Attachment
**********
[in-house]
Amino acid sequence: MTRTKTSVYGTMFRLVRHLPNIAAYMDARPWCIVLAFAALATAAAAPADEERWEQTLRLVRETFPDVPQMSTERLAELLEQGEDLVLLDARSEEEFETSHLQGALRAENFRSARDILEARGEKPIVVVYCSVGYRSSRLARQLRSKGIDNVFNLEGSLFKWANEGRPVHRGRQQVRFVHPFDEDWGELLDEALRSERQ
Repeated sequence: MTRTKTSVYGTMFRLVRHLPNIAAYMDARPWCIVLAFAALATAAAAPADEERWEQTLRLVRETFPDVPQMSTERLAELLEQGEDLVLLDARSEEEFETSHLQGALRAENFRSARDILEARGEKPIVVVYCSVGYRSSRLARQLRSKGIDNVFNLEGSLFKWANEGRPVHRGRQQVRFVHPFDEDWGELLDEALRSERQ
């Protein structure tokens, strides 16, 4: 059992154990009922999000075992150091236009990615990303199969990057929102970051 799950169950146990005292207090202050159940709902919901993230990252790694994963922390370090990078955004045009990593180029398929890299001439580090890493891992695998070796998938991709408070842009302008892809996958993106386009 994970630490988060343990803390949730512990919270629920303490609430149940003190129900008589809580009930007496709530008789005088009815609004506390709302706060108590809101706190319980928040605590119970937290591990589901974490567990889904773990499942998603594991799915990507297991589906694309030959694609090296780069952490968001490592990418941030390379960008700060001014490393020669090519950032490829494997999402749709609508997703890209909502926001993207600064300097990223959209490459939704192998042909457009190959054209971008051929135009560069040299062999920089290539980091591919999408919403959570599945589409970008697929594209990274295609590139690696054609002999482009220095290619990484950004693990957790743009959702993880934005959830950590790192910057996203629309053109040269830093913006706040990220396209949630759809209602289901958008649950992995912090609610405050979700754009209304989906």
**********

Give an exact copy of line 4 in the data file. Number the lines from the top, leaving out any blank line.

């Protein structure tokens, strides 16, 4: 059992154990009922999000075992150091236009990615990303199969990057929102970051 799950169950146990005292207090202050159940709902919901993230990252790694994963922390370090990078955004045009990593180029398929890299001439580090890493891992695998070796998938991709408070842009302008892809996958993106386009 994970630490988060343990803390949730512990919270629920303490609430149940003190129900008589809580009930007496709530008789005088009815609004506390709302706060108590809101706190319980928040605590119970937290591990589901974490567990889904773990499942998603594991799915990507297991589906694309030959694609090296780069952490968001490592990418941030390379960008700060001014490393020669090519950032490829494997999402749709609508997703890209909502926001993207600064300097990223959209490459939704192998042909457009190959054209971008051929135009560069040299062999920089290539980091591919999408919403959570599945589409970008697929594209990274295609590139690696054609002999482009220095290619990484950004693990957790743009959702993880934005959830950590790192910057996203629309053109040269830093913006706040990220396209949630759809209602289901958008649950992995912090609610405050979700754009209304989906």